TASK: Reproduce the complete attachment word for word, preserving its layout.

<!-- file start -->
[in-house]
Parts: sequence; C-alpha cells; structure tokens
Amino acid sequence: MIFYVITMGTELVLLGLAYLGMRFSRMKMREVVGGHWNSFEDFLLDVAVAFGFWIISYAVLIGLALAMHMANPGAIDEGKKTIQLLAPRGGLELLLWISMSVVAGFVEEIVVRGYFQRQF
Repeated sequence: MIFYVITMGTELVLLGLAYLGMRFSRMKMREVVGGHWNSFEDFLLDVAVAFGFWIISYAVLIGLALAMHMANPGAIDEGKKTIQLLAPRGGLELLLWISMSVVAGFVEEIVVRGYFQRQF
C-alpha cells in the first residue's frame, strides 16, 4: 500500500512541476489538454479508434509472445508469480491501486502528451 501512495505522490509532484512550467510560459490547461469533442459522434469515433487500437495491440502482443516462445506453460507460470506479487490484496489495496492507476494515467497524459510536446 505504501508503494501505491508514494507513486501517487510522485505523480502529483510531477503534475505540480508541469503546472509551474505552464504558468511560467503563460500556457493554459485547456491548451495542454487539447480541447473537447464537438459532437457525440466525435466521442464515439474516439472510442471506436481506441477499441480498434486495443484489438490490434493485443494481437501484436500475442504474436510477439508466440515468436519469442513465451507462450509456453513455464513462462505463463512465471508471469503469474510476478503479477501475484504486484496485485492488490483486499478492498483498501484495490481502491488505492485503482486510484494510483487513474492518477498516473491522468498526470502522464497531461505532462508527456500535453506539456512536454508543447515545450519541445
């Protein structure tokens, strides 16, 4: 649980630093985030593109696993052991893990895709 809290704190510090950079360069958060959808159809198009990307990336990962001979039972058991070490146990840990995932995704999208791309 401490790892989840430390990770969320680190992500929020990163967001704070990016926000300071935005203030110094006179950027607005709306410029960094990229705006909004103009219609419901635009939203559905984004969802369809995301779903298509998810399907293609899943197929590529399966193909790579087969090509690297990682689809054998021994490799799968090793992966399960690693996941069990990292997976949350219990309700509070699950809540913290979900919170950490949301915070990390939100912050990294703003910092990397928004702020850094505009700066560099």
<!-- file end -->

[in-house]
Parts: sequence; C-alpha cells; structure tokens
Amino acid sequence: MIFYVITMGTELVLLGLAYLGMRFSRMKMREVVGGHWNSFEDFLLDVAVAFGFWIISYAVLIGLALAMHMANPGAIDEGKKTIQLLAPRGGLELLLWISMSVVAGFVEEIVVRGYFQRQF
Repeated sequence: MIFYVITMGTELVLLGLAYLGMRFSRMKMREVVGGHWNSFEDFLLDVAVAFGFWIISYAVLIGLALAMHMANPGAIDEGKKTIQLLAPRGGLELLLWISMSVVAGFVEEIVVRGYFQRQF
C-alpha cells in the first residue's frame, strides 16, 4: 500500500512541476489538454479508434509472445508469480491501486502528451 501512495505522490509532484512550467510560459490547461469533442459522434469515433487500437495491440502482443516462445506453460507460470506479487490484496489495496492507476494515467497524459510536446 505504501508503494501505491508514494507513486501517487510522485505523480502529483510531477503534475505540480508541469503546472509551474505552464504558468511560467503563460500556457493554459485547456491548451495542454487539447480541447473537447464537438459532437457525440466525435466521442464515439474516439472510442471506436481506441477499441480498434486495443484489438490490434493485443494481437501484436500475442504474436510477439508466440515468436519469442513465451507462450509456453513455464513462462505463463512465471508471469503469474510476478503479477501475484504486484496485485492488490483486499478492498483498501484495490481502491488505492485503482486510484494510483487513474492518477498516473491522468498526470502522464497531461505532462508527456500535453506539456512536454508543447515545450519541445
């Protein structure tokens, strides 16, 4: 649980630093985030593109696993052991893990895709 809290704190510090950079360069958060959808159809198009990307990336990962001979039972058991070490146990840990995932995704999208791309 401490790892989840430390990770969320680190992500929020990163967001704070990016926000300071935005203030110094006179950027607005709306410029960094990229705006909004103009219609419901635009939203559905984004969802369809995301779903298509998810399907293609899943197929590529399966193909790579087969090509690297990682689809054998021994490799799968090793992966399960690693996941069990990292997976949350219990309700509070699950809540913290979900919170950490949301915070990390939100912050990294703003910092990397928004702020850094505009700066560099």